Rewriting Is Creative Writing

We tend to think of freewriting as the more creative part of the writing process, but I find that I'm much more creative in the rewriting phase.

Freewriting for me is more about getting the story down in as much detail as possible. Rewriting, on the other hand, is when I can bring my soul into the story.

What if you started treating your rewriting not as a process of fixing your grammar and spelling but as a chance to put your soul into your stories, as an opportunity to bring a new vision to what you've written? Perhaps you do that already, but if you don't, how would that change your process?

Painting Can Teach You How to Write

One of my favorite posts from The Write Practice is this one about what Ernest Hemingway learned from Paul Cézanne, the post-impressionist painter. While living in Paris, Hemingway would often walk to the Musée du Luxembourg—which is just down the street from my apartment—where he would look at the Cézannes and learn to write the way Cézanne painted.

As a writer, the beauty of studying painting or music or any other artform is that you learn these essential truths, these lessons that cannot be passed along through words. You learn how to see the world, how to feel the world through your pencil, through your brush. As you attempt to paint your poor imitations of beauty, you learn what beauty is and how it works. You learn to write.

Or at least I did. And perhaps you can, too.

Have you found that painting, playing music, or participating in some other art form teaches you how to be a better writer?


Today, experiment with another artform besides writing, such as drawing, dancing, painting, sculpting, or playing an instrument. Spend at least fifteen minutes experimenting with this artform. What does it teach you about writing?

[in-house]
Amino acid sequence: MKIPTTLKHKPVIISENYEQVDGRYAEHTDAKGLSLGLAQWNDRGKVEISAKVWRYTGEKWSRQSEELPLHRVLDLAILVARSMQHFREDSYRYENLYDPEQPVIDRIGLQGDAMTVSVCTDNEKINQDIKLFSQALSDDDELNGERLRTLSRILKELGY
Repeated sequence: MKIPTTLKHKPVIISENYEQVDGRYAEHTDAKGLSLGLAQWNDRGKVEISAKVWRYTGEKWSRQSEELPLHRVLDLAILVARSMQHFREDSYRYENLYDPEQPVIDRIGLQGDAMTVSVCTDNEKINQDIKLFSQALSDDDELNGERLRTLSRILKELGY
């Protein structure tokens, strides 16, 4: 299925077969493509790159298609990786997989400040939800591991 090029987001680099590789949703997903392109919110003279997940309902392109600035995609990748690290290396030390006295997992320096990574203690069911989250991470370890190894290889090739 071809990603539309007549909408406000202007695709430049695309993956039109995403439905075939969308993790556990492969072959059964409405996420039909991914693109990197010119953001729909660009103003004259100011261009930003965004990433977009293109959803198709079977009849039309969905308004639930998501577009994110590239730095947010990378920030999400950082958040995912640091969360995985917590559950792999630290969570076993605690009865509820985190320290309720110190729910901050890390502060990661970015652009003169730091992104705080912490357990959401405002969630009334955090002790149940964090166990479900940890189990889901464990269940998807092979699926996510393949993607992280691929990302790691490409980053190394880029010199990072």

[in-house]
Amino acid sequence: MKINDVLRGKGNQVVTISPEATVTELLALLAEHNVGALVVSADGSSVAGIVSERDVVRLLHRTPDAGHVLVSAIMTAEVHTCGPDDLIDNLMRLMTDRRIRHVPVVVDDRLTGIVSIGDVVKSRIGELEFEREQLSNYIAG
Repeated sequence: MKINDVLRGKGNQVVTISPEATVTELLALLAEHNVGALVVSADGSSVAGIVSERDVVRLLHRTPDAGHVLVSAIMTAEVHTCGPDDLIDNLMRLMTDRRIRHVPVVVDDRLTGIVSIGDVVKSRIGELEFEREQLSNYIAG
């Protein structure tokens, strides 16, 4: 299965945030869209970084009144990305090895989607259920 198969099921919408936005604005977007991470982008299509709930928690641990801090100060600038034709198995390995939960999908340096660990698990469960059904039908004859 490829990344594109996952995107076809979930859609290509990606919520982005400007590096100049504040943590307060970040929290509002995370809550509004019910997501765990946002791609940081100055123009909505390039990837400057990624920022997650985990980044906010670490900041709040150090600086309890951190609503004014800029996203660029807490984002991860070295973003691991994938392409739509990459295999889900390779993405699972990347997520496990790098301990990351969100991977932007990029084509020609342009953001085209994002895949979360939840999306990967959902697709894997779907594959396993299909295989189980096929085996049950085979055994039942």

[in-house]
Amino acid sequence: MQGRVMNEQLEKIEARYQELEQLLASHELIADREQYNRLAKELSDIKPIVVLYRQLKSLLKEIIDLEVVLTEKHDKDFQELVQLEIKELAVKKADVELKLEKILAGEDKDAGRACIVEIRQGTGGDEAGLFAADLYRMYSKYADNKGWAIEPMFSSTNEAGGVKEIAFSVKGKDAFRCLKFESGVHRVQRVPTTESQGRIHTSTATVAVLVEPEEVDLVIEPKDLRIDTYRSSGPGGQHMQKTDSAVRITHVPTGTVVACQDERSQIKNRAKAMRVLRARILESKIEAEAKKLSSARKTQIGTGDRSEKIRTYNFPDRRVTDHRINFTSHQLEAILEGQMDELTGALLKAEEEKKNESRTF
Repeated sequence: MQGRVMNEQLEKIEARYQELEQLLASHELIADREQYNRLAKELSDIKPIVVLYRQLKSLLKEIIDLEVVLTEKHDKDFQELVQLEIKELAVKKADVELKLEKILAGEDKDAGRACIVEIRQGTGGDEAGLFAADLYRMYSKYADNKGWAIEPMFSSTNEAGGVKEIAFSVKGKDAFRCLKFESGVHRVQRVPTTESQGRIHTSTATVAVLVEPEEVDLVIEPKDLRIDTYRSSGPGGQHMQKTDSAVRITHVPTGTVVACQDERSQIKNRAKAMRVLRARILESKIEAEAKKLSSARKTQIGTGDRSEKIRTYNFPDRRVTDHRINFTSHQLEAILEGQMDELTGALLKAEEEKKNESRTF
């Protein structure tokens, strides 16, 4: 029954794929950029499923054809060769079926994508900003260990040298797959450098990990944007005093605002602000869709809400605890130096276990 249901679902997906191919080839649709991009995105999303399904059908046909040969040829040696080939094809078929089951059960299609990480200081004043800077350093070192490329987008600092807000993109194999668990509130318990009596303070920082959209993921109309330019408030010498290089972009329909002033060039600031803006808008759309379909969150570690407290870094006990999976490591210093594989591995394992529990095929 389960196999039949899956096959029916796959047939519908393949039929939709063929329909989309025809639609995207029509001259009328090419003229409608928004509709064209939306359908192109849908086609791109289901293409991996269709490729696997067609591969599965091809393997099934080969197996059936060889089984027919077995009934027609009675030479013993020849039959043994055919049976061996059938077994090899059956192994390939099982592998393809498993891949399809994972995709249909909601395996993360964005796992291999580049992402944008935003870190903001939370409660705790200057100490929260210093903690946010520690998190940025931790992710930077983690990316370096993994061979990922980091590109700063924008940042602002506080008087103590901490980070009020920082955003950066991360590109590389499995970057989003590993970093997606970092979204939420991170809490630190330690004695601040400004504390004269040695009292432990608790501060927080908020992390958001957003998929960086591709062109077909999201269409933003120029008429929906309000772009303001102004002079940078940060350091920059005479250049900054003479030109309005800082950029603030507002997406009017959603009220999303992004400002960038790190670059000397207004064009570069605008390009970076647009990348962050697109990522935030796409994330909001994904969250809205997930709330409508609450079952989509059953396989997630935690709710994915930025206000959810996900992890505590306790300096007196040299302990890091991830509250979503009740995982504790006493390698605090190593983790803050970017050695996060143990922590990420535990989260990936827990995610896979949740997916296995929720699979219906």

Share about your experience and the lessons you learned about writing in the comments section.

Have fun!

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Joe Bunting is an author and the leader of The Write Practice community. He is also the author of the new book Crowdsourcing Paris, a real life adventure story set in France. It was a #1 New Release on Amazon. Follow him on Instagram (@jhbunting).

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  1. Angie Dixon

    Thanks, Joe, this is great. I haven’t actually had a chance to spend 15 minutes on something else, but I’m also a part-time professional photographer, so I’m going to go from what I know.

    Compose carefully, but shoot freely. Know the idea you’re going for, but then be carefree and generous with yourself and your words as you try to get to the point.

    Process to bring out what you really saw. Many photographers hold Photoshop in disdain, but if you use it right, it shows other people what you saw through the lens. Many writers don’t like editing, but if you do it right it makes your story or point much clearer.

    Take care of your equipment. Cameras are expensive, and repairs, when possible, are also expensive. Brains and bodies are not replaceable, and repair (healing) takes time no one has. Take care of yourself, your equipment.

    Thanks, Joe. Sorry for cheating and not actually taking the 15 minutes yet. I’ll do it this weekend, I promise, but I’m on deadline today and just taking a short blog-reading break.

    • Joe Bunting

      Such good advice, Angie. Thanks!